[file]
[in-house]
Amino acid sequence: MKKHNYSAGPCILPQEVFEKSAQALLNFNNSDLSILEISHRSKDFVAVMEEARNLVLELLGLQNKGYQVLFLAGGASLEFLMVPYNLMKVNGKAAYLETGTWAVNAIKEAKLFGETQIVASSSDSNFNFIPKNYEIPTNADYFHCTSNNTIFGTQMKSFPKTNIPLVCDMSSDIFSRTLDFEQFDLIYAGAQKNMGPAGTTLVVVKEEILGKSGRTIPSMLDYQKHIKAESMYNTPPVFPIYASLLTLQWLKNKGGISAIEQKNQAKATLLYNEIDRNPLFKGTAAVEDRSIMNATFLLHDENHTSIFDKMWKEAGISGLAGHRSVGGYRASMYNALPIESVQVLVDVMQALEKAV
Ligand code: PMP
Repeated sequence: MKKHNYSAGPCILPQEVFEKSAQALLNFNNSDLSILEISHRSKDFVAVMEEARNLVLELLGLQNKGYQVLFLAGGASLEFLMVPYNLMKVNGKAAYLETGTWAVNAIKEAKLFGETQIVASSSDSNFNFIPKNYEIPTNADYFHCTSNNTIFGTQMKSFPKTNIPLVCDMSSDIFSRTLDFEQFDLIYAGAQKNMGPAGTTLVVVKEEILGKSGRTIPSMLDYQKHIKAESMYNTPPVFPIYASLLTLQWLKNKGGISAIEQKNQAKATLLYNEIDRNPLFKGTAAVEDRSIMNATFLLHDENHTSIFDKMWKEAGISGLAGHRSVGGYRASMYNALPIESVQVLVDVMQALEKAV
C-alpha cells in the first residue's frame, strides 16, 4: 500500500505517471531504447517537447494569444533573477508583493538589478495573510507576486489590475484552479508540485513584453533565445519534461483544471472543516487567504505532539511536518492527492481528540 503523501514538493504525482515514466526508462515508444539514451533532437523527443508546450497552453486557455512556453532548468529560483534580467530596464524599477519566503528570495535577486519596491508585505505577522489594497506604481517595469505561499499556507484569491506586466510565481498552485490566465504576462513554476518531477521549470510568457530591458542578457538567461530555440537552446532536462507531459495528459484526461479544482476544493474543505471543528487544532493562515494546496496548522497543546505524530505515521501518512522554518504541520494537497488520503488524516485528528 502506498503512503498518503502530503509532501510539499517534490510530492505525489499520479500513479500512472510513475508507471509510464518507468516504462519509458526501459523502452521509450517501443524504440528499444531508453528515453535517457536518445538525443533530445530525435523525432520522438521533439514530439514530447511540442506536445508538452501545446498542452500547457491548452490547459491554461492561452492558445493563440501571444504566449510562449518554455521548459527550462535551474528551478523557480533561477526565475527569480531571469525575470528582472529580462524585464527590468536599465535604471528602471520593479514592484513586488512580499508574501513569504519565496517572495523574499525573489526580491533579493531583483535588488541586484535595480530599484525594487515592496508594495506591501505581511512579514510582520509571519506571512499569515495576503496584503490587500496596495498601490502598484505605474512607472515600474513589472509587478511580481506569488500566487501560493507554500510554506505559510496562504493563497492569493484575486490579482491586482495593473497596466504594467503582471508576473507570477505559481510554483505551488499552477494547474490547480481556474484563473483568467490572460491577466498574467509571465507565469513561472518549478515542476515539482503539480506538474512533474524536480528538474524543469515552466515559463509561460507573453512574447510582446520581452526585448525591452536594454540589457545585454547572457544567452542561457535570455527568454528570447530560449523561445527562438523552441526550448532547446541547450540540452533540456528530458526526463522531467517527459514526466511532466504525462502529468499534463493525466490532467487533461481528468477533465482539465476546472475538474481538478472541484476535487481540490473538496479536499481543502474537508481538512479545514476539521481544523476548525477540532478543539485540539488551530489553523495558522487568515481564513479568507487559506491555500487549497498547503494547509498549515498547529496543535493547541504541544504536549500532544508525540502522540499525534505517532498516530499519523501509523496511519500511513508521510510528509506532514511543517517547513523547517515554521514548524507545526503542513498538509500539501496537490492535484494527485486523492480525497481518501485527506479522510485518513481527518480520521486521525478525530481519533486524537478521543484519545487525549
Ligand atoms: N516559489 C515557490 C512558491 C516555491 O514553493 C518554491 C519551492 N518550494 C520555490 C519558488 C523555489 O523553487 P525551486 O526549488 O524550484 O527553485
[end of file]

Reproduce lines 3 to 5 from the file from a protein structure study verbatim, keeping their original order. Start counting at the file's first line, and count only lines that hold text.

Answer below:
Ligand code: PMP
Repeated sequence: MKKHNYSAGPCILPQEVFEKSAQALLNFNNSDLSILEISHRSKDFVAVMEEARNLVLELLGLQNKGYQVLFLAGGASLEFLMVPYNLMKVNGKAAYLETGTWAVNAIKEAKLFGETQIVASSSDSNFNFIPKNYEIPTNADYFHCTSNNTIFGTQMKSFPKTNIPLVCDMSSDIFSRTLDFEQFDLIYAGAQKNMGPAGTTLVVVKEEILGKSGRTIPSMLDYQKHIKAESMYNTPPVFPIYASLLTLQWLKNKGGISAIEQKNQAKATLLYNEIDRNPLFKGTAAVEDRSIMNATFLLHDENHTSIFDKMWKEAGISGLAGHRSVGGYRASMYNALPIESVQVLVDVMQALEKAV
C-alpha cells in the first residue's frame, strides 16, 4: 500500500505517471531504447517537447494569444533573477508583493538589478495573510507576486489590475484552479508540485513584453533565445519534461483544471472543516487567504505532539511536518492527492481528540 503523501514538493504525482515514466526508462515508444539514451533532437523527443508546450497552453486557455512556453532548468529560483534580467530596464524599477519566503528570495535577486519596491508585505505577522489594497506604481517595469505561499499556507484569491506586466510565481498552485490566465504576462513554476518531477521549470510568457530591458542578457538567461530555440537552446532536462507531459495528459484526461479544482476544493474543505471543528487544532493562515494546496496548522497543546505524530505515521501518512522554518504541520494537497488520503488524516485528528 502506498503512503498518503502530503509532501510539499517534490510530492505525489499520479500513479500512472510513475508507471509510464518507468516504462519509458526501459523502452521509450517501443524504440528499444531508453528515453535517457536518445538525443533530445530525435523525432520522438521533439514530439514530447511540442506536445508538452501545446498542452500547457491548452490547459491554461492561452492558445493563440501571444504566449510562449518554455521548459527550462535551474528551478523557480533561477526565475527569480531571469525575470528582472529580462524585464527590468536599465535604471528602471520593479514592484513586488512580499508574501513569504519565496517572495523574499525573489526580491533579493531583483535588488541586484535595480530599484525594487515592496508594495506591501505581511512579514510582520509571519506571512499569515495576503496584503490587500496596495498601490502598484505605474512607472515600474513589472509587478511580481506569488500566487501560493507554500510554506505559510496562504493563497492569493484575486490579482491586482495593473497596466504594467503582471508576473507570477505559481510554483505551488499552477494547474490547480481556474484563473483568467490572460491577466498574467509571465507565469513561472518549478515542476515539482503539480506538474512533474524536480528538474524543469515552466515559463509561460507573453512574447510582446520581452526585448525591452536594454540589457545585454547572457544567452542561457535570455527568454528570447530560449523561445527562438523552441526550448532547446541547450540540452533540456528530458526526463522531467517527459514526466511532466504525462502529468499534463493525466490532467487533461481528468477533465482539465476546472475538474481538478472541484476535487481540490473538496479536499481543502474537508481538512479545514476539521481544523476548525477540532478543539485540539488551530489553523495558522487568515481564513479568507487559506491555500487549497498547503494547509498549515498547529496543535493547541504541544504536549500532544508525540502522540499525534505517532498516530499519523501509523496511519500511513508521510510528509506532514511543517517547513523547517515554521514548524507545526503542513498538509500539501496537490492535484494527485486523492480525497481518501485527506479522510485518513481527518480520521486521525478525530481519533486524537478521543484519545487525549